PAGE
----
$4.5kindle Free with KUeBook, Paperback,
Yearn For You (Dante's Purgatory Book 2)by Sayara St. ClairPublish: Mar 20, 2017Series: Dante's PurgatoryContemporary Romance Romance Erotic Romance
$4.99kindle Free with KUeBook, Paperback,
Master Me (Dante's Purgatory Book 3)by Sayara St. ClairPublish: Jan 23, 2018Series: Dante's PurgatoryContemporary Romance Romance Erotic Romance

Sayara St. Clair interview On 18, Feb 2019

"Erotic romance allows Sayara St. Clair to delve into aspects of personal relationships that she feels are too often ignored. The author likes paranormal, historical, contemporary and erotic romance books, as well as romantic suspense and romantic comedy. High school romance is not really her jam. She has a science degree with majors in both microbiology and biochemistry. Her first job was in the field of white cell serology. She has authored and co-authored papers that have been published in scientific journals. She also loves playing tennis and badminton and going swimming. The near future will be dedicated to continuing the Blood Kissed Series."
Let’s start with the most important question of all. Why erotic romance Sayara? How important is sexual chemistry and sensuality to you?

Sex is where strong bonds are formed between partners. Sex is where we’re at our most primal; all the barriers are down. It’s where you can learn things about a person you never would have known, even if you spent ten years holding their hand and making googly eyes at them. A person may learn new things about themselves. One concept that fascinates me is that a particular partner may bring out something in a person that was previously unknown. It’s a concept I explored in my book, Master Me. Personally, I feel a bit let down when I read books where the sex is glossed over with a bit of choreography, or worse, the bedroom door is closed and nothing that happens in the bedroom is ever mentioned. In those cases, I believe the opportunity to understand the characters and their relationship on a whole other level has been wasted. Erotic romance allows me to delve into aspects of personal relationships that I feel are too often ignored.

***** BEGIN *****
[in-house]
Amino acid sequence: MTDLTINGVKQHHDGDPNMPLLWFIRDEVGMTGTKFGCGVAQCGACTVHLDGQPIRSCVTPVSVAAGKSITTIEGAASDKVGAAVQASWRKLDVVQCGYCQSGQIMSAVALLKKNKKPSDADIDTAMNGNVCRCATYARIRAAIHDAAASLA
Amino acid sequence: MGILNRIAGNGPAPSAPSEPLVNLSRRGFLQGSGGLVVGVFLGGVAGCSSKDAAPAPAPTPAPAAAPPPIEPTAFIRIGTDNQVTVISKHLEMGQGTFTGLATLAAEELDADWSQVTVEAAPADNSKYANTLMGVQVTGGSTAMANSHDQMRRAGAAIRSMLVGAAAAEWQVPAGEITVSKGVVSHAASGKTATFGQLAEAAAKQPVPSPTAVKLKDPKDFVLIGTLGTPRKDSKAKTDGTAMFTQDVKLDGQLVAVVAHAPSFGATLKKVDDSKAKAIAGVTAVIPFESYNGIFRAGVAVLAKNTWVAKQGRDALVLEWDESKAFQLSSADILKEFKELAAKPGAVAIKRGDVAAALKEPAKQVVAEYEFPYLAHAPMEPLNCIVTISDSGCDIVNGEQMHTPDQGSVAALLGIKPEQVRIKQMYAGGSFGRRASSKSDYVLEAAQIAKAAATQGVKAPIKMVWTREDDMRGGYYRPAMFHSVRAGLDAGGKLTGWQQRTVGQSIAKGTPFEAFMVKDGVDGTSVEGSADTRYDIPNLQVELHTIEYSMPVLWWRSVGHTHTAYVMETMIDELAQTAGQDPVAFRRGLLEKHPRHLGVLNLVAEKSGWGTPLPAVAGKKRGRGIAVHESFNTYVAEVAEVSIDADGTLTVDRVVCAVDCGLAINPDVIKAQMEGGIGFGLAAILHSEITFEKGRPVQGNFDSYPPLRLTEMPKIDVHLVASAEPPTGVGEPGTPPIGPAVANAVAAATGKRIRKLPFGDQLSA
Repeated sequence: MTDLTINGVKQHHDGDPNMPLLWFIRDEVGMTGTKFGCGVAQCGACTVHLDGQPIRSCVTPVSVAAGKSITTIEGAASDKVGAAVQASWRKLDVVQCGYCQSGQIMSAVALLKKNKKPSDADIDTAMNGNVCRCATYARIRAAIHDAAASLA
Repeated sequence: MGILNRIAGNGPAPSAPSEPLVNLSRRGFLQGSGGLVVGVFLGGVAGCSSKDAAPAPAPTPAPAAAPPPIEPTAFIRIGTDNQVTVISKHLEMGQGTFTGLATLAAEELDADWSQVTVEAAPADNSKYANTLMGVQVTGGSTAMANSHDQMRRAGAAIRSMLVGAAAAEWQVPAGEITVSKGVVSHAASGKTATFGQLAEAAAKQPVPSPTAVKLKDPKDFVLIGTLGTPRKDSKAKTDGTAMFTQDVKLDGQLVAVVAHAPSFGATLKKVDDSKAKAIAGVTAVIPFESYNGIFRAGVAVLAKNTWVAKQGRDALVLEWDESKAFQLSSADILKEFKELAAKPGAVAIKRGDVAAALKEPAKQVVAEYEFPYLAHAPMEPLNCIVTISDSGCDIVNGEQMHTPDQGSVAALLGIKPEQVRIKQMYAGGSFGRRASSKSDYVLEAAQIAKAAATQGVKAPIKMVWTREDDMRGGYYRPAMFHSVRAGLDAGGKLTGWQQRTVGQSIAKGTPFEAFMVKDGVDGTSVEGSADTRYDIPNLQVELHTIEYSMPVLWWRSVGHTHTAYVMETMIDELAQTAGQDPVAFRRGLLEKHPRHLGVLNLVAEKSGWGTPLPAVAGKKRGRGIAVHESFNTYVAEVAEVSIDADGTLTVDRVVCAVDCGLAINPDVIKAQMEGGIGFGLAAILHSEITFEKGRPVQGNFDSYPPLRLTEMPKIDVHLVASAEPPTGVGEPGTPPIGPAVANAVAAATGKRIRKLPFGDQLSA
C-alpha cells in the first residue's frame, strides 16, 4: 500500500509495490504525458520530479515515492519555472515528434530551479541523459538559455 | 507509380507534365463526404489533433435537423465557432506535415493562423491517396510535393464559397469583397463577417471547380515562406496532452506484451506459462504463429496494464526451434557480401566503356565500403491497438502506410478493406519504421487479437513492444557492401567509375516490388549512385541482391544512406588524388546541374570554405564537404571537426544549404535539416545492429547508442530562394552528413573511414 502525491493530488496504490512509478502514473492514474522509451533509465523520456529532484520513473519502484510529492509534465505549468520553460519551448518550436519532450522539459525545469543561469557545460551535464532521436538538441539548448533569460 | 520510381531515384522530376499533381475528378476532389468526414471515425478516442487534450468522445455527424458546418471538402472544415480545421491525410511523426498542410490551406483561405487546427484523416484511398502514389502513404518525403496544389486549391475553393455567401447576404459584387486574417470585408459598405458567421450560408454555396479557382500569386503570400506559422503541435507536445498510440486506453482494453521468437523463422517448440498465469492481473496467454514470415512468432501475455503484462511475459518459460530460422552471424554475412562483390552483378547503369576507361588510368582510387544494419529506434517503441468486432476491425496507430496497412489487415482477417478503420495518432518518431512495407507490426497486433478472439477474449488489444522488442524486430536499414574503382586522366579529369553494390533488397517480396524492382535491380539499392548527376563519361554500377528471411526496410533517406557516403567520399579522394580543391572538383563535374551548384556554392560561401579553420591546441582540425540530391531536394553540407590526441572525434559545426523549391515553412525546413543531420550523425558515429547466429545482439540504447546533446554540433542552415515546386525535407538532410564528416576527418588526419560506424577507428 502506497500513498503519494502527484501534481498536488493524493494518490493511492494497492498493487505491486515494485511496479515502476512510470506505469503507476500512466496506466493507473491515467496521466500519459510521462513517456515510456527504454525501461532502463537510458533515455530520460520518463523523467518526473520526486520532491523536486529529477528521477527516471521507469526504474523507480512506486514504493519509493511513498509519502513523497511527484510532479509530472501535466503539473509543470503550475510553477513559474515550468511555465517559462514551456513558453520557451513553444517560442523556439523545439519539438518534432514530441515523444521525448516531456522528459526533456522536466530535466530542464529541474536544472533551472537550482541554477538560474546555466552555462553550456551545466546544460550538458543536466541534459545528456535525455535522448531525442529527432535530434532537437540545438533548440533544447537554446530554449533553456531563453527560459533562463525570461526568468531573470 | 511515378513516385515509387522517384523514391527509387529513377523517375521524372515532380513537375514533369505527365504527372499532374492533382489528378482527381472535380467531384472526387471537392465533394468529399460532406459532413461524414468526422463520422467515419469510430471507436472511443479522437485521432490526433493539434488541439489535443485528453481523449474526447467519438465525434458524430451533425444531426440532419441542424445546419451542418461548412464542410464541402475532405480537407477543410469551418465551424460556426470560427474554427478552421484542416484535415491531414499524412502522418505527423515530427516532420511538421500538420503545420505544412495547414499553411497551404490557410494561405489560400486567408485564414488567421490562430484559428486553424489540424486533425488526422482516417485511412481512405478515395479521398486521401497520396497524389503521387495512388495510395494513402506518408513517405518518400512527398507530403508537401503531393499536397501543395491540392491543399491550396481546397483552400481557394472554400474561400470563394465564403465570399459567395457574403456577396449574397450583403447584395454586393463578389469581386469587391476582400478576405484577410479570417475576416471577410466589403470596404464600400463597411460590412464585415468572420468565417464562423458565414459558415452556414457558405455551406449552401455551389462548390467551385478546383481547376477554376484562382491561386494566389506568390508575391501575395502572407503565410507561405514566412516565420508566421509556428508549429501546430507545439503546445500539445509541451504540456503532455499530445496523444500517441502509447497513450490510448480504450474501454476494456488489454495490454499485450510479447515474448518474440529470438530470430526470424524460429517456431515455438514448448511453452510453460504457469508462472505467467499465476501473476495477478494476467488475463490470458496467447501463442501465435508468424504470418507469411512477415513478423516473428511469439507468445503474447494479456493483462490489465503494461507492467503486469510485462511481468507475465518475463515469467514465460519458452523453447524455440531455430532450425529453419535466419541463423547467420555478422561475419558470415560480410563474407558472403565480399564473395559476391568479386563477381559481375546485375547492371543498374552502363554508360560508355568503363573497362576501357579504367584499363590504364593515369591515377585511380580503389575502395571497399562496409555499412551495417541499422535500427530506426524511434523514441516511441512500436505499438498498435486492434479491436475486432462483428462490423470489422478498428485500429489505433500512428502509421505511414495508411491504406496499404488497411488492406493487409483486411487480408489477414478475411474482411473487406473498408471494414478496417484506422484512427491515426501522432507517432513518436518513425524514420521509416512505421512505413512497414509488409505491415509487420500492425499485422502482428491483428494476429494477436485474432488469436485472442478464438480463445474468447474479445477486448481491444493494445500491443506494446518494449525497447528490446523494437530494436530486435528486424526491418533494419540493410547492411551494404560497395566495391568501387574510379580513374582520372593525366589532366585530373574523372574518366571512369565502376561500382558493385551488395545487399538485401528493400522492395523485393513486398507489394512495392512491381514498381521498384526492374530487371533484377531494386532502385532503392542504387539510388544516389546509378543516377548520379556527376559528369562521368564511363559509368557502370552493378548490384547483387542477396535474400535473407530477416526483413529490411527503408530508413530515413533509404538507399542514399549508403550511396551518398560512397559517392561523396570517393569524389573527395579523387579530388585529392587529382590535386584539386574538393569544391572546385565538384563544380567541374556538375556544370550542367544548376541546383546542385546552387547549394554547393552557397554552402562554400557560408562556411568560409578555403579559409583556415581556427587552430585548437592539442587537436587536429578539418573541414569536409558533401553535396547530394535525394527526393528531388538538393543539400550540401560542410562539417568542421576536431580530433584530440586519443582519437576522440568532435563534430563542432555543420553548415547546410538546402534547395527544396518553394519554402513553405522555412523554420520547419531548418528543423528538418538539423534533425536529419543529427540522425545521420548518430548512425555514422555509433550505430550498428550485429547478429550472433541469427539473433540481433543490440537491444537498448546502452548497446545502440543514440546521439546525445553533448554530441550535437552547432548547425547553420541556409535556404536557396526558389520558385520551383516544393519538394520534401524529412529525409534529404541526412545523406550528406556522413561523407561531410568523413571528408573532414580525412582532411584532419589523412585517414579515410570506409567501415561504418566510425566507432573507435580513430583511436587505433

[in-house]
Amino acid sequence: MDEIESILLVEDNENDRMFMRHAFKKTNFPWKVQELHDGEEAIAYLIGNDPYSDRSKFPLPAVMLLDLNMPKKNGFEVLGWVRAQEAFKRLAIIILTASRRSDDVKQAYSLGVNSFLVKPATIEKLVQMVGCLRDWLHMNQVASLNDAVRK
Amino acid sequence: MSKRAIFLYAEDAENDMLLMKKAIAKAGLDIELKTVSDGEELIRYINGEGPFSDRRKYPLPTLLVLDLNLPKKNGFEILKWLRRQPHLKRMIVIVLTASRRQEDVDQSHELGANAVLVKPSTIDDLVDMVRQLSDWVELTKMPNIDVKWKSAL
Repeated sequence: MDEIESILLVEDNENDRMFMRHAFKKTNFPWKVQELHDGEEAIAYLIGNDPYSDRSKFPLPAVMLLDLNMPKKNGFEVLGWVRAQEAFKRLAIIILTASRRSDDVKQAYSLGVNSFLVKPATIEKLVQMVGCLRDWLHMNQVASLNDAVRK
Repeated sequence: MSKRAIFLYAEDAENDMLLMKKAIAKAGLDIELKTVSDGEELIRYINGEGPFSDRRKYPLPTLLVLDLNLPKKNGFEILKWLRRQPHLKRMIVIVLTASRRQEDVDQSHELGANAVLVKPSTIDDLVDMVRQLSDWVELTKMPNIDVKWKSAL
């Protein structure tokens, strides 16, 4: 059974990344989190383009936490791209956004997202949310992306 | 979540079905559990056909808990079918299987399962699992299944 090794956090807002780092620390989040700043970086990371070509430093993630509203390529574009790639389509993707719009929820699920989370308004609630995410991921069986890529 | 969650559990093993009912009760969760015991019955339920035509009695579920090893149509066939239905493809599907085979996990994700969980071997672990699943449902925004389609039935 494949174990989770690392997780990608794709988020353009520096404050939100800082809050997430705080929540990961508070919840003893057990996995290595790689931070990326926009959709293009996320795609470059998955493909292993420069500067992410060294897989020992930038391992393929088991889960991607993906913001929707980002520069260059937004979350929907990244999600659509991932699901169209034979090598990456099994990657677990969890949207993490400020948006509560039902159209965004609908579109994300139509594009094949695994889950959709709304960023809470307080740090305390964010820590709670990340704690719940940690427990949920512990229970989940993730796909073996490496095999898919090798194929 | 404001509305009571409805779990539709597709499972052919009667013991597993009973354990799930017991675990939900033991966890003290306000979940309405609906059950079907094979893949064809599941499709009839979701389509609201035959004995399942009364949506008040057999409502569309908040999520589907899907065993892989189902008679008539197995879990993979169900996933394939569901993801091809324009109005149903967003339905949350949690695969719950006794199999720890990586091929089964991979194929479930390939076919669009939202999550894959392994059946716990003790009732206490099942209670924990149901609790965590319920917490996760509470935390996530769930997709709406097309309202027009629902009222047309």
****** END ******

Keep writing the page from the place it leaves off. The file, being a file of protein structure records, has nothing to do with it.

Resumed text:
One thing that may surprise readers—being that my books are erotic romances—is that my hero and heroine don’t get intimate until quite a way into the book. In most cases, longer than the characters in many standard romance novels. The reason is this: I love sexual tension in books. I also make my characters do the hard yards before they get to the good stuff. When I eventually get them there, I’ll investigate all aspects. Apart from the physical, I’ll look into the emotional, and even down to a psychological level. You could say when I finally give you the sex…I go deep. I have a strong urge to insert a wink emoji here, but I shall refrain.